Breaking Politics with Tim Lester

Andrew Leigh MP
Member for Fraser
8 July 2013

TOPICS:                                Red tape, asylum seekers, election date

Tim Lester:                          Kelly O’Dwyer, Andrew Leigh, welcome into Breaking Politics. Kelly, you’re in Sydney today doing your own Skype there. Thank you for coming on and I gather you’re there as part of the presentation of the Coalition’s ‘Red Tape’ policy. Tell us, how severe is the Government red tape problem such that it needs you and others to develop a new policy on it?

Kelly O’Dwyer:                  Well it’s incredibly severe, Tim. We have seen the Government announce that it was going to get rid of one new piece of regulation for every new piece of regulation that it brought in. In fact, it’s done the complete opposite; it’s brought in more than 21,000 new pieces of regulation since 2007. This has a very significant and severe impact not only on business but also on a lot of not-for-profit organisations. It’s making it more difficult for people to do the job that they need to do in helping grow their business and serve our community. So we’ve put together a policy document that’s going to cut a billion dollars of red tape and regulation. It’s been done in conjunction with not-for-profits and business. We’ve consulted right round the country for the last 18 months and I think you’ll be quite excited by the document we release today.

Tim Lester:                          Andrew Leigh, is there really one billion dollars a year in government red tape to-

Kelly O’Dwyer:                  One billion!

Tim Lester:                          -one billion, ‘b’ ‘n’, to be saved, and what’s that say about current government management if there really is that inefficiency in the system?

Andrew Leigh:                  Well Tim, I’m sceptical, personally, but I’m always open to new ideas. I think it’s really important in politics that you should take new ideas wherever they come from. One of the things we’ve done in government is to simplify a number of processes. So, payroll tax reporting is now standardised, we’ve worked on standardising occupational health and safety laws across states, we’ve got the Business Name Register, which ended the farcical situation where you had to register a business in every separate state and territory. But if there’s good ideas the Coalition has, then we as a Government will welcome them.

Tim Lester:                          So you say business red tape has been on the decline under Labor?

Andrew Leigh:                  We’ve worked very cooperatively with states and territories on this. Much of what you find in regulation is that different tiers of government need to work together and you also need to very careful of simplistic sloganeering around number of pieces of regulation; I don’t think anyone would say we should get rid of regulations that require pool fences, for example, good regulations that prevent corporate excess. In fact one of the arguments as to the global financial crisis was that at its heart deregulation went too far in the United States. So you want clever regulation. It’s not a question of just looking at quantities.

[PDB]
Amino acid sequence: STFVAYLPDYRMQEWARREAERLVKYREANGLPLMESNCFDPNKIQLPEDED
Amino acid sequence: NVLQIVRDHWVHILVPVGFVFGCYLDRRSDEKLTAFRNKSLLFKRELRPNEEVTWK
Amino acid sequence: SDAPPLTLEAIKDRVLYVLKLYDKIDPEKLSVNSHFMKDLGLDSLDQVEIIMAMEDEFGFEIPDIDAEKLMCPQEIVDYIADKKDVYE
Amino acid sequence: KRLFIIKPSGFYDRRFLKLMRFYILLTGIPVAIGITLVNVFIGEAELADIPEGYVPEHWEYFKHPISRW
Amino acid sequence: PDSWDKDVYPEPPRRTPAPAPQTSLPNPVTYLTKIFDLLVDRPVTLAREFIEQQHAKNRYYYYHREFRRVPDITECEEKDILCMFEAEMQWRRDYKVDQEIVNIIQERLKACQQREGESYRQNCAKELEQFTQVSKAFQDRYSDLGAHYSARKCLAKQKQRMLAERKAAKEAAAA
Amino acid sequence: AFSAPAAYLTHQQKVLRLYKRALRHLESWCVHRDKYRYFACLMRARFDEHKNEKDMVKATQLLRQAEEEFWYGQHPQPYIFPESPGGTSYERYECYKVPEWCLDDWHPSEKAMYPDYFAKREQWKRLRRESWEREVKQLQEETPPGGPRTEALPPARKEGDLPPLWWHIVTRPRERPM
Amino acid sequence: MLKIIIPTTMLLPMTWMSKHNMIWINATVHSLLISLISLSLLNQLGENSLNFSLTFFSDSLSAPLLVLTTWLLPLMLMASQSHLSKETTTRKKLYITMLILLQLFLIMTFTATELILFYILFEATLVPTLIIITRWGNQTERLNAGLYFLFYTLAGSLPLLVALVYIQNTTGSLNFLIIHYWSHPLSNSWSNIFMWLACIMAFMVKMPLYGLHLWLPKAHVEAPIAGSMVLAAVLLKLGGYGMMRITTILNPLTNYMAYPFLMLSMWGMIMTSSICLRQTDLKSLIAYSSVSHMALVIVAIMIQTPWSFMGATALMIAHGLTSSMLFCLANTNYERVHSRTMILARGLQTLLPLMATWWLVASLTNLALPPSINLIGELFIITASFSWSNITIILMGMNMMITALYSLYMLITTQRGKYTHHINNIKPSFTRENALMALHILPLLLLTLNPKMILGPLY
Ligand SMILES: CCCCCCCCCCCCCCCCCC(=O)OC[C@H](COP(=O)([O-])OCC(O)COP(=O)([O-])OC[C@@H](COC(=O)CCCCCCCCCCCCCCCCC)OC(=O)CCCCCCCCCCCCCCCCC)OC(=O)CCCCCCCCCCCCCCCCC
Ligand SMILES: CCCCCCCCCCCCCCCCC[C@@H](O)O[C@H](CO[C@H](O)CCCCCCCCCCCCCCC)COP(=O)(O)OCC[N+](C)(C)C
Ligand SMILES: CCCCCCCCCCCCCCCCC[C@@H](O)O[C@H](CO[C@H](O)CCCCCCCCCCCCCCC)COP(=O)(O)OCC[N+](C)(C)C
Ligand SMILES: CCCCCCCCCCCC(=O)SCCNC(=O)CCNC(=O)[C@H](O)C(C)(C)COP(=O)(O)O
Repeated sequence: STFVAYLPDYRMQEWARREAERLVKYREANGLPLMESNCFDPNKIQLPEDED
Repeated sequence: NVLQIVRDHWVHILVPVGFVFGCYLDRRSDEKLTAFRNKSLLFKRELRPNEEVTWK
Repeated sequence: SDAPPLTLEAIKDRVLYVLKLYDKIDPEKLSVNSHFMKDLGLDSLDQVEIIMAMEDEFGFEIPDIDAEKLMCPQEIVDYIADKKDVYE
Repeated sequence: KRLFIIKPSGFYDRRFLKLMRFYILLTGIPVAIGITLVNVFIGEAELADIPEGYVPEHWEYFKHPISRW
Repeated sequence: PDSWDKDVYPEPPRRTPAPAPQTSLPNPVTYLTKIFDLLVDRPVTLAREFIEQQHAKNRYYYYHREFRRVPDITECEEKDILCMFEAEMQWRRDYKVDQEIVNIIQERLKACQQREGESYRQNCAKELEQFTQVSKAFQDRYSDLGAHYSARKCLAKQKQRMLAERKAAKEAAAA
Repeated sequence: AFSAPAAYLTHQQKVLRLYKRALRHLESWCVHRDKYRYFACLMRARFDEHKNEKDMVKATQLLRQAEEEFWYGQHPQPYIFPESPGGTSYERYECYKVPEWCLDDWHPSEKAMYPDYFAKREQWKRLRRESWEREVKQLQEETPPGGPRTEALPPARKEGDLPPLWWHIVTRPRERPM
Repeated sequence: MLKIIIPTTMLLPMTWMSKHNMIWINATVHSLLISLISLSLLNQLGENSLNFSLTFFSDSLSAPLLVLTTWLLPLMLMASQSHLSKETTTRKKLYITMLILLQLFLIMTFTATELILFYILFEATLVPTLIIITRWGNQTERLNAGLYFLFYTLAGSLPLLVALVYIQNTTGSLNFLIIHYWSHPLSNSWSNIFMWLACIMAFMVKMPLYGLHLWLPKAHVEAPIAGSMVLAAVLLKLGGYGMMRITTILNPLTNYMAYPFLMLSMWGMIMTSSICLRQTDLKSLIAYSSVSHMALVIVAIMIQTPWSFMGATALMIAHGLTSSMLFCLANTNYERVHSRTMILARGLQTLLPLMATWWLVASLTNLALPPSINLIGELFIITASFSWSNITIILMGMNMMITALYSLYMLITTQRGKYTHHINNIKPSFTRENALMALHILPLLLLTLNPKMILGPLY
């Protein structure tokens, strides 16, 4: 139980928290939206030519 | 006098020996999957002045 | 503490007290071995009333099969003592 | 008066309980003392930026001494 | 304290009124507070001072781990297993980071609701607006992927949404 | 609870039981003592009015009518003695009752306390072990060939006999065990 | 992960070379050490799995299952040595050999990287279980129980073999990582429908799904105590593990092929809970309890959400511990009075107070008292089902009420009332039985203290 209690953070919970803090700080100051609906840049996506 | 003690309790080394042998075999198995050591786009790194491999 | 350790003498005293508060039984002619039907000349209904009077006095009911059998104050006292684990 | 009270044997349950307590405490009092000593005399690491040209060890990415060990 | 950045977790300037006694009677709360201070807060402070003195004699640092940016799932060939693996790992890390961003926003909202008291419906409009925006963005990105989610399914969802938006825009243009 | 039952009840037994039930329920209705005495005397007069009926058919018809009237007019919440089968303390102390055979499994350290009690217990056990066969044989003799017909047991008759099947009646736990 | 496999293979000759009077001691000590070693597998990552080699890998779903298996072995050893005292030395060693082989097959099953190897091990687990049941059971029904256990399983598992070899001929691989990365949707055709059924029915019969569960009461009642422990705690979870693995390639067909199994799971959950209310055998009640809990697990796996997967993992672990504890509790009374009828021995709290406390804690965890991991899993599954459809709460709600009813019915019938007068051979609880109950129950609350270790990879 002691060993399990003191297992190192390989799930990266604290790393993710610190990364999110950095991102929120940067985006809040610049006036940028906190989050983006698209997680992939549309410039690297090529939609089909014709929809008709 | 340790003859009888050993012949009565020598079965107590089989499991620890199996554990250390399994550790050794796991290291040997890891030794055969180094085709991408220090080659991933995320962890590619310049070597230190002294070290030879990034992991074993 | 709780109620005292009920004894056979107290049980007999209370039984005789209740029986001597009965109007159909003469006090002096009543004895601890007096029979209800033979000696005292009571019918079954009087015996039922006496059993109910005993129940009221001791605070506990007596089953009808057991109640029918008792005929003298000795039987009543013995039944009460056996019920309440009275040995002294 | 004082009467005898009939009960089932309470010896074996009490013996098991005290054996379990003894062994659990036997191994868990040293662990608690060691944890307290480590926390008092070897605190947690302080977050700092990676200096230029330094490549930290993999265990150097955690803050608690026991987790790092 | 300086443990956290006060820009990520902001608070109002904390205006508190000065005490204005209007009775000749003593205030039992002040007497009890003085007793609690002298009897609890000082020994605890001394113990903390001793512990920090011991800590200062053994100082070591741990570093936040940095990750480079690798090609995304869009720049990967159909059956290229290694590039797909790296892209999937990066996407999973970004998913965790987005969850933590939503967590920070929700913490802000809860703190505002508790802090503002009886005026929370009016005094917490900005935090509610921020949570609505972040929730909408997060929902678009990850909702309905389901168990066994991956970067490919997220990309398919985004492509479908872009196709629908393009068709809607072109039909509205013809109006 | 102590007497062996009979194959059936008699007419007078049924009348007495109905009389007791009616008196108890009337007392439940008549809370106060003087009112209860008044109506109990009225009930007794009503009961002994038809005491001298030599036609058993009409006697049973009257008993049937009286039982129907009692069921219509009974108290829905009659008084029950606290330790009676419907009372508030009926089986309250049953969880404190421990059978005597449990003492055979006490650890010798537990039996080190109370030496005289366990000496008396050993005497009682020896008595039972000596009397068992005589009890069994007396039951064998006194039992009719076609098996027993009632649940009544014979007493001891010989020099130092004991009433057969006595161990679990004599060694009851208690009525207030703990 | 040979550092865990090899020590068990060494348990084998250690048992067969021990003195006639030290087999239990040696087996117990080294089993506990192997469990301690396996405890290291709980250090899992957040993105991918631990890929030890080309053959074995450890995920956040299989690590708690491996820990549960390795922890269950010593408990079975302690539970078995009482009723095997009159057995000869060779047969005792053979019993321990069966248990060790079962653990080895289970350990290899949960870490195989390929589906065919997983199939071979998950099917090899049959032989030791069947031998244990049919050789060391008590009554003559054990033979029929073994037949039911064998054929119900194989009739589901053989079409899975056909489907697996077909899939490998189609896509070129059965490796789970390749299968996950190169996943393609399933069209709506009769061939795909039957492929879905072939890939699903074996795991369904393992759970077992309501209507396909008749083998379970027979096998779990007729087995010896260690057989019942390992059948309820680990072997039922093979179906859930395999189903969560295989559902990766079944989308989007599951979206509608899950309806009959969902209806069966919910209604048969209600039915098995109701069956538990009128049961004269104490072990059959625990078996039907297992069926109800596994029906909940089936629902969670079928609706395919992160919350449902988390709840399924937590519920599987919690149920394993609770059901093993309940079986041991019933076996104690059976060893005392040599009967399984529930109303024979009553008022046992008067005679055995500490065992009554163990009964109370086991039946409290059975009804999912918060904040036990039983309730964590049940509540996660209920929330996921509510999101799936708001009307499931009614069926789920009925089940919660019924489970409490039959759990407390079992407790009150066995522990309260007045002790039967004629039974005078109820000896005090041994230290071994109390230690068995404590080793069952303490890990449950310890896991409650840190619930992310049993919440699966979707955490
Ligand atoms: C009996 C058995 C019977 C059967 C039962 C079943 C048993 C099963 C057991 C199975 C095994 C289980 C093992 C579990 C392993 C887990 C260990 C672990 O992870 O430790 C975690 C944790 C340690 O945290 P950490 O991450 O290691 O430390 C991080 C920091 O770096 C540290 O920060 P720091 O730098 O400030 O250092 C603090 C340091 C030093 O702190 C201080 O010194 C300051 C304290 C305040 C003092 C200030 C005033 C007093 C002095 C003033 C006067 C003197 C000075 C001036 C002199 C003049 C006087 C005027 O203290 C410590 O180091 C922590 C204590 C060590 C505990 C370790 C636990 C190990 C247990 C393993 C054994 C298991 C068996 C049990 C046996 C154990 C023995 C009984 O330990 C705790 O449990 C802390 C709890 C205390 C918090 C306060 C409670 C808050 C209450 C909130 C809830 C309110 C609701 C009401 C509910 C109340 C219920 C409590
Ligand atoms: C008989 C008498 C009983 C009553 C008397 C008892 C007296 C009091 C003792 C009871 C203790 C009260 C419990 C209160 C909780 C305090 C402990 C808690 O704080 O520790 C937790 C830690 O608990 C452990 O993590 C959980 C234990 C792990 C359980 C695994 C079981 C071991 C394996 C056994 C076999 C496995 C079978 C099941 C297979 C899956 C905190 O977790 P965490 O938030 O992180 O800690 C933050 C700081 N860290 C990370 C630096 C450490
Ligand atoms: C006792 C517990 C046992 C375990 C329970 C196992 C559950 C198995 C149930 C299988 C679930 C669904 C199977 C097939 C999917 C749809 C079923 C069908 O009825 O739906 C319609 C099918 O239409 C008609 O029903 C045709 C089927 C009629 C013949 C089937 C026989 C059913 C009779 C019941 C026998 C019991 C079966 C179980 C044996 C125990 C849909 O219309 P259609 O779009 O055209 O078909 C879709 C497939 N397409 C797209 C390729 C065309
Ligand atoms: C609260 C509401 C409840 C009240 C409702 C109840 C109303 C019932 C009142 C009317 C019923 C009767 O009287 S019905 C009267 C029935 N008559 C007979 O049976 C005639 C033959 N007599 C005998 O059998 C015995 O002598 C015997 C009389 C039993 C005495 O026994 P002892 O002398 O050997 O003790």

Tim Lester:                          Kelly O’Dwyer, do you accept that Labor has in fact made some significant gains in streamlining regulation? Or don’t you see it that way?

Kelly O’Dwyer:                  No, not at all, in fact, far from it. There has been an exponential increase of unnecessary red tape and regulation. If Labor was actually in touch with business and in touch with their not-for-profit organisations in their local communities, they would know this. They would know this because they would have heard the message that has been very strongly and loudly delivered by business and not-for-profits and it is saying that they are being strangled. The burden of red tape and regulation is coming at a serious impost on them and it is costing jobs, it is costing certainty and it is actually costing in dollar terms, which means that ultimately everybody pays the price.

Tim Lester:                          Kelly O’Dwyer, hasn’t the Indonesian President in his comments about avoiding unilateral action laid bare the fact that the Coalition’s tow-back policy either won’t work or if it will it will be a big foreign policy negative?

Kelly O’Dwyer:                  No, far from it. I think what we heard from the Indonesian President was that there needs to be consultation amongst the region. This was something that Alexander set up when we were in government during the previous Coalition Government – the Bali Process – that is an ongoing process. That is simply what the Indonesian President has committed to in this instance. But it is not enough to simply do that and do that alone, you need to also have a strong set of comprehensive policies to try and undo the damage that has been done by this current Government under Kevin Rudd as Prime Minister when he dismantled the very effective border protection process that was in place prior to the 2007 election.